How can one rule cause so much confusion within the game?

Football FanCast columnist Rob Facey looks back at the opening goal in last night's
thriller and wonders how the offside rule continues to cause so much confusion.

Last night the lacklustre start to
Euro 2008 was erased as Marco van Basten's Dutch masters taught the world
champions a lesson in counter attacking football. It was a perfect Dutch
display, their "sexy football" controlling the Italians as they couldn't break
down the hardworking Oranje. It's just a shame that the first goal was
blatantly offside, eh? What, pardon? He was onside?!
No, I've never heard of rule 11.4.1…

The chairman of Austria's
refereeing commission Gerhard Kapl has praised the decision to allow Van
Nistelrooy's opener, despite the fact that the player stood alone in the six yard
box. He was, OBVIOUSLY, being played onside by an injured defender, lying
behind the goalline.

Kapl told the BBC the goal was "100%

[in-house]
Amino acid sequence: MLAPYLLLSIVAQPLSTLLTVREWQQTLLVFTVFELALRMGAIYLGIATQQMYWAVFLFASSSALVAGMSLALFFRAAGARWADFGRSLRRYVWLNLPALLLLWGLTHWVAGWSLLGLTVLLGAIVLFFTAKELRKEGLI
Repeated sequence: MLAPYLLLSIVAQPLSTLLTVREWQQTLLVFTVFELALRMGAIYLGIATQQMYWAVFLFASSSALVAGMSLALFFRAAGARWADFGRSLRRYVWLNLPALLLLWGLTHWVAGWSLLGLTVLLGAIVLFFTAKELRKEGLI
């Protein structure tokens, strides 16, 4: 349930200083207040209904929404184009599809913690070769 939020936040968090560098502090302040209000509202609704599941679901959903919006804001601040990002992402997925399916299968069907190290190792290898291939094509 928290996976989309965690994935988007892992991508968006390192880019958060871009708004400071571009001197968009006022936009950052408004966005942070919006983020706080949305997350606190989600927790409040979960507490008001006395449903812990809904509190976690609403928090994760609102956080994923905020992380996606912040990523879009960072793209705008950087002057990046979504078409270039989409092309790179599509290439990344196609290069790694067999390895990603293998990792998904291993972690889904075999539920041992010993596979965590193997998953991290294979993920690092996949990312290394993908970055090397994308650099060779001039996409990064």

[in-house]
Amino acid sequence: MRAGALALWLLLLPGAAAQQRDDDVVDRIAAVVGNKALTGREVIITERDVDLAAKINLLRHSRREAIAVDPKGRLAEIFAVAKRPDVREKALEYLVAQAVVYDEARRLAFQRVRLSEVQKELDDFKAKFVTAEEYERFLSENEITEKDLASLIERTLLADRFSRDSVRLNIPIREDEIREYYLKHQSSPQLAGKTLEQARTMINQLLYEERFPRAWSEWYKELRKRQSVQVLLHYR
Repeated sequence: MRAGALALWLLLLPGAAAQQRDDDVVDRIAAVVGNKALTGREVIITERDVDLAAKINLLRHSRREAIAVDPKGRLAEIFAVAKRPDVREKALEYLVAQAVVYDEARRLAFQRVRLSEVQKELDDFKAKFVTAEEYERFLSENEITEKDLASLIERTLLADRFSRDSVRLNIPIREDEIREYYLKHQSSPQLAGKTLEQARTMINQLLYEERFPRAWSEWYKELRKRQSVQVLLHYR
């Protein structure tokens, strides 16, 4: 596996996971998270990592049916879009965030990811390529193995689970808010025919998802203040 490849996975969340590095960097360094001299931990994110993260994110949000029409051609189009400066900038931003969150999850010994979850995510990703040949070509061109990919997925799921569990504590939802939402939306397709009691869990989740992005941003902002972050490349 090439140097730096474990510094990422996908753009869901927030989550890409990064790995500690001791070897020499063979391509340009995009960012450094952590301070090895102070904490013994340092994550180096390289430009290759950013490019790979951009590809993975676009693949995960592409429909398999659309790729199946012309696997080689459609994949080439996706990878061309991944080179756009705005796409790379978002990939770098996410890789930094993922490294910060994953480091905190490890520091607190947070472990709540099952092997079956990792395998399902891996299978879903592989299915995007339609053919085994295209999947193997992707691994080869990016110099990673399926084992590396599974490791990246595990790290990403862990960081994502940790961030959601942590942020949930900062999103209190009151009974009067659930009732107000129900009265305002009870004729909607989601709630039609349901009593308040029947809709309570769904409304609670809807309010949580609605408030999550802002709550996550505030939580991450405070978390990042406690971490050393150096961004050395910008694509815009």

correct, without any doubt
"
.

He quoted article 11.4.1 of the
refereeing code that states "an
opposing player cannot be offside when one of the last two defenders has left
the field of play
"
– as in the case of Italian defender Panucci.

Keith Hackett, the Premier League's referee's chief added: "I have listened to the commentators criticising the first Holland
goal stating that Van Nistelrooy was offside.

"Christian Panucci went off through contact with his own
goalkeeper Buffon. He is still considered part of the game.



"The fact is the assistant was correct. The defender who slid off the
field is still regarded as active."

But it's not as if he stepped off
the field deliberately, in order to catch the striker offside, so should the
goal be ruled offside? Once more the offside rule has confused everybody –
players, fans, journalists and commentators.

As Van Nistelrooy ran off celebrating
he kept on looking over his shoulder for the flag to be raised, yet it turns
out that the linesman had made the correct call. But do you think he got away
with it, or do you think that as the Madrid striker poked the ball home he
recalled rule 11.4.1 in that split second? I bet you a pair of clogs he didn't.
He probably had no idea.

It's just a shame that in the one
game that has lit up a rather dull tournament has caused so much confusion. Also,
more to the point, why do they not make these things clearer? The offside rule
continues to confound everybody in the game – how many fans were aware that a
player lying injured behind the goal remains active?

How can one rule cause so much
confusion in the game?